Social Media Impacting Divorce and Child-Custody Cases

Social Media Impacting Divorce and Child-Custody Cases

Social-media websites abound on the Internet, and it almost seems as if new sites are popping up daily. Sites such as Facebook, MySpace, Tumblr, Flickr, Google+ and Twitter let people share their thoughts, locations and photos with all of the people in their networks. This new ultra-connectivity has begun to impact divorce and child-custody proceedings as courts in Nevada and across the country now have to deal with evidence gleaned from social media websites.

Divorcing Couple Ordered to Swap Passwords

One particularly vivid example of the impact of social media on family-law proceedings happened when a man going through a divorce in Connecticut saw some information on the family computer about his wife's activities that made him suspect there was information on her Facebook and internet-dating website accounts that would assist him in obtaining primary custody of his children. He asked the judge for access to his wife's social media accounts.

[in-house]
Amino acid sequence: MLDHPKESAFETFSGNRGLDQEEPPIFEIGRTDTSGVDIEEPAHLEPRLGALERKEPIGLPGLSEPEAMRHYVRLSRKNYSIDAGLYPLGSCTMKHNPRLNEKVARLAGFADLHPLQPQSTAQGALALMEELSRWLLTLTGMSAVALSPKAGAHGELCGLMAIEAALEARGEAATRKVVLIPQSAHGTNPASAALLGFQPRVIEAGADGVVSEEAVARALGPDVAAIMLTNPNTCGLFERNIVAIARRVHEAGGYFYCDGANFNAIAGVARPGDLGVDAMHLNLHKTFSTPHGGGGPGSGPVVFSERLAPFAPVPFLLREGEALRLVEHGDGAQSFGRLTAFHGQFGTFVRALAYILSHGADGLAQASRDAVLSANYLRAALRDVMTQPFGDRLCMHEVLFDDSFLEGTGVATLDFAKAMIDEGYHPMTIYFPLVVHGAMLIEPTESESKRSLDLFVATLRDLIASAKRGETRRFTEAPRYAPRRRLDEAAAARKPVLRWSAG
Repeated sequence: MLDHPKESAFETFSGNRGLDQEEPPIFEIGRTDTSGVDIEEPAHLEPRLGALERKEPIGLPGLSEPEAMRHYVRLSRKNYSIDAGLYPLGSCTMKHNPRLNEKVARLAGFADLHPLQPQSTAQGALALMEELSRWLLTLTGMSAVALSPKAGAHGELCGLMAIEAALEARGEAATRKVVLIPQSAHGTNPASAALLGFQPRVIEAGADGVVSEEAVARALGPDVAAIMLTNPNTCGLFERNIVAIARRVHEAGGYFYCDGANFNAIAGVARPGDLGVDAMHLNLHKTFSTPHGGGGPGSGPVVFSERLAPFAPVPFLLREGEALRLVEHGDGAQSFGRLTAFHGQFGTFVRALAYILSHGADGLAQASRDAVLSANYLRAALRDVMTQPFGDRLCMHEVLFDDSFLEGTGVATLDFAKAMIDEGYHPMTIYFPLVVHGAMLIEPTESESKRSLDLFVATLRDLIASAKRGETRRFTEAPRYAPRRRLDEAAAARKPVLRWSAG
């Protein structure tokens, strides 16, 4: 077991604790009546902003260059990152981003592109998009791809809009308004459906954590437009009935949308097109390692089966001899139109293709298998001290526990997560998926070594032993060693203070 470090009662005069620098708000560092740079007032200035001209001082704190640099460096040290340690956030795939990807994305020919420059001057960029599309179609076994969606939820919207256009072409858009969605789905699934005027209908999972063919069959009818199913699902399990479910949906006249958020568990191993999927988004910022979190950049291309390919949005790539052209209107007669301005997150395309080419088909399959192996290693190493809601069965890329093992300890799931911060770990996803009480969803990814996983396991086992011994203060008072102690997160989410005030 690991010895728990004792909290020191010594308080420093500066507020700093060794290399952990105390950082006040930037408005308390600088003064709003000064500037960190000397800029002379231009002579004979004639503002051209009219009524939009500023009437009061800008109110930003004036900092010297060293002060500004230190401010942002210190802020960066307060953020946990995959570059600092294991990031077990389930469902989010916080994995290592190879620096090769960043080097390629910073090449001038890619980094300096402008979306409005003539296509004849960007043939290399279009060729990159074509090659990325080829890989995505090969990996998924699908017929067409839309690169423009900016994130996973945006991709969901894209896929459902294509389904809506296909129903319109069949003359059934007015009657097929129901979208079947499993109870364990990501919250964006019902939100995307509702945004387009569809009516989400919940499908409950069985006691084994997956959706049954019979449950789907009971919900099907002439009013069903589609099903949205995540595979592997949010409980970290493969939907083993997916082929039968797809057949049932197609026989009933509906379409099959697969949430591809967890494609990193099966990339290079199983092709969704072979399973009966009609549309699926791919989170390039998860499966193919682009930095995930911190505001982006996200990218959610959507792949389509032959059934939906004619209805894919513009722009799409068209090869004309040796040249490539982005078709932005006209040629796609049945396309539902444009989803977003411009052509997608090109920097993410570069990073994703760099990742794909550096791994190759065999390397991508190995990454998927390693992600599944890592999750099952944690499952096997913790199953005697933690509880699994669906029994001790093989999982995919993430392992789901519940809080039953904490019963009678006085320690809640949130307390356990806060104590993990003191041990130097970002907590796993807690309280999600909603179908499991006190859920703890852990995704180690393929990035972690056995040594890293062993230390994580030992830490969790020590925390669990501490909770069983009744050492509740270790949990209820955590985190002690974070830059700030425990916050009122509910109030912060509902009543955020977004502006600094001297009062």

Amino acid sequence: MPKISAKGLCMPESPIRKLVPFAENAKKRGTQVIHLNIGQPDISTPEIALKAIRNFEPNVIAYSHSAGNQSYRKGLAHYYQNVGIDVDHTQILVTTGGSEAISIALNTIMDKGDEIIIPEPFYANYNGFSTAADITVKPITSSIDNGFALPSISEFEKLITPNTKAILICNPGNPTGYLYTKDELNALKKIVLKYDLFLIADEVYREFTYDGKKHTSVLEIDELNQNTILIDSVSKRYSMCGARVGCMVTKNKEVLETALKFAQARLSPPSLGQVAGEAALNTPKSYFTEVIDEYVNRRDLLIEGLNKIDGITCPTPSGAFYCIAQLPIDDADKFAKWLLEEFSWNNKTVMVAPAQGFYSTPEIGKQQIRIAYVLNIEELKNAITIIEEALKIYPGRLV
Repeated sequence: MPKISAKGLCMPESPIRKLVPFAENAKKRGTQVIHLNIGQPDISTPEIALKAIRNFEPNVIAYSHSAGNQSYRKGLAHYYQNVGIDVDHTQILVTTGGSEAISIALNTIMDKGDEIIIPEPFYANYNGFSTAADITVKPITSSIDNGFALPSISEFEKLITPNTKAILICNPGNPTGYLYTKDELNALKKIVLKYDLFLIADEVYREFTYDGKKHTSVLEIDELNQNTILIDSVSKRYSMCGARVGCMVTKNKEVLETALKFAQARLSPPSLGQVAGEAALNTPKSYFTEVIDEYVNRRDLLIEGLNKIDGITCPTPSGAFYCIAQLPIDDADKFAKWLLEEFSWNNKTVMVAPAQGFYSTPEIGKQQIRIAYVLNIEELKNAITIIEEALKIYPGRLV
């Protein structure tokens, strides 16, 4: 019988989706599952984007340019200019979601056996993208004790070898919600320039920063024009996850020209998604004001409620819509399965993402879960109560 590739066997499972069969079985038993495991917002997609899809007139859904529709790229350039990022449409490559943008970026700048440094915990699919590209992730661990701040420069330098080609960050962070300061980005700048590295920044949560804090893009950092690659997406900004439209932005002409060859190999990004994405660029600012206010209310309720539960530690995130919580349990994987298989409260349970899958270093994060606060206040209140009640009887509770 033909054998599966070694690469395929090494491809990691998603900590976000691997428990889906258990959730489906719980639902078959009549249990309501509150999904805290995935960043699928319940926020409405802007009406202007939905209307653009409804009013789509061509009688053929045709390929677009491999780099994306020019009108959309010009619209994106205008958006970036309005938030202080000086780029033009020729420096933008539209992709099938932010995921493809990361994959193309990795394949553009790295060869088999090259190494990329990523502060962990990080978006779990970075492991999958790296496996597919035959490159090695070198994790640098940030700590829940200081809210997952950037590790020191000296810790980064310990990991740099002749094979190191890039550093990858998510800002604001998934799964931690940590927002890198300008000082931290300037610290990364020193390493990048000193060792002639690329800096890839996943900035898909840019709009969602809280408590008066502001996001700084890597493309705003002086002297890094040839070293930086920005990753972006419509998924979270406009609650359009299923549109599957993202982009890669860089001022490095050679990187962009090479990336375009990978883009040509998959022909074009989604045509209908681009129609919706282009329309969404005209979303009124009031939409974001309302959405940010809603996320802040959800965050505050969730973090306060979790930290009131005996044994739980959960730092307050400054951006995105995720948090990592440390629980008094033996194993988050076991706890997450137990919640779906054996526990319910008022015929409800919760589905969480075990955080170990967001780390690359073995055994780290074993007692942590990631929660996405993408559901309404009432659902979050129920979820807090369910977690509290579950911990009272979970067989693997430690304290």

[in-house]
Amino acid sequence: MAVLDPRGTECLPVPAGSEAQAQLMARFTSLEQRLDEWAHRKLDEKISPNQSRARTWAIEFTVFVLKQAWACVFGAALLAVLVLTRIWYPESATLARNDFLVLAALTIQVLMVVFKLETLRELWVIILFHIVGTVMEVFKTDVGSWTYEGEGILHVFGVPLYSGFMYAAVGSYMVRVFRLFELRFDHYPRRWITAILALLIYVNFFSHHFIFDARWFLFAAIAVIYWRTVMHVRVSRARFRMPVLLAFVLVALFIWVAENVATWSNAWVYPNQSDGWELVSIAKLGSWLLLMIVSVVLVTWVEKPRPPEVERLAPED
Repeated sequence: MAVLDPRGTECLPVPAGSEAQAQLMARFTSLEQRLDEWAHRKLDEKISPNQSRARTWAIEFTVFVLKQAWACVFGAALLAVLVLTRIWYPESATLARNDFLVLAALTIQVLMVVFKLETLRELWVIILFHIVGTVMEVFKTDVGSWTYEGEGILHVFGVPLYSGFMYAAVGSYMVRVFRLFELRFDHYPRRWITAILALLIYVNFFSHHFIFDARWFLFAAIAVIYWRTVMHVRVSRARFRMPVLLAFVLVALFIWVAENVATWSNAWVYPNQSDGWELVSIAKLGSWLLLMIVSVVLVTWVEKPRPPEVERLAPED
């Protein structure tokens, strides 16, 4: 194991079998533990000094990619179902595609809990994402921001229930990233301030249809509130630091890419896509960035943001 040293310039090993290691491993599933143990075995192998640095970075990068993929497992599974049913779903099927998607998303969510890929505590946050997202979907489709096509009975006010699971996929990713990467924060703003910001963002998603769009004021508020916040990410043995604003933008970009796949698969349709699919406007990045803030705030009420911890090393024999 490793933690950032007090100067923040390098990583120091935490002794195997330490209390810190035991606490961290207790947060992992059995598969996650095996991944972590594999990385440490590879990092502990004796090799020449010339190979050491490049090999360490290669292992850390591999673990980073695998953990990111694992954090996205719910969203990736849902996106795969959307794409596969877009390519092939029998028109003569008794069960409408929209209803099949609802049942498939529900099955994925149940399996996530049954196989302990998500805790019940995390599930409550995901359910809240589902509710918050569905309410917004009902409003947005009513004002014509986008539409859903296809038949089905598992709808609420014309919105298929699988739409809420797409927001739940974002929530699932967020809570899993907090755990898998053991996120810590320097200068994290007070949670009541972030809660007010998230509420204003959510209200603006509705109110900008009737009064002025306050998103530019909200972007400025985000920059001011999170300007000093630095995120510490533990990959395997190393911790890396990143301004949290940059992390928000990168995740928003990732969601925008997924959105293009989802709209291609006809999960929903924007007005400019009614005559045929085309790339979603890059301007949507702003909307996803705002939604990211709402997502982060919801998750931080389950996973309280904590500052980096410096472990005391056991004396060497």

The judge responded by ordering the couple to give each other the passwords to all of their social-networking website and internet-dating website accounts. The judge also forbade them from erasing any content on the sites after handing over the passwords.

Social Media in Divorce and Custody Disputes

Family law attorneys report that social media is showing up more frequently in divorce and child-custody cases. The American Academy of Matrimonial Lawyers reported that a survey of its members found that 80 percent of the respondents had seen an increase in social media evidence in their divorce cases.

Now spouses are able to search the Internet and find photos of expensive vacations or new cars to refute spouses' claims they cannot pay spousal or child support. Or they find pictures of parents doing inappropriate activities around children, such as drinking or using drugs.

Photos are not the only evidence that finds its way into court. In some cases, a parent's status update or post on Twitter about the other parent can make that parent seem irrational or unwilling to cooperate in co-parenting. Similar to photographs, such postings can also supply evidence of a person's whereabouts and activities - making them as potentially damaging as photos of new cars, vacations, drinking or drug use.

Contact a knowledgeable family law lawyer to learn more about how social media may affect your divorce or child-custody case.

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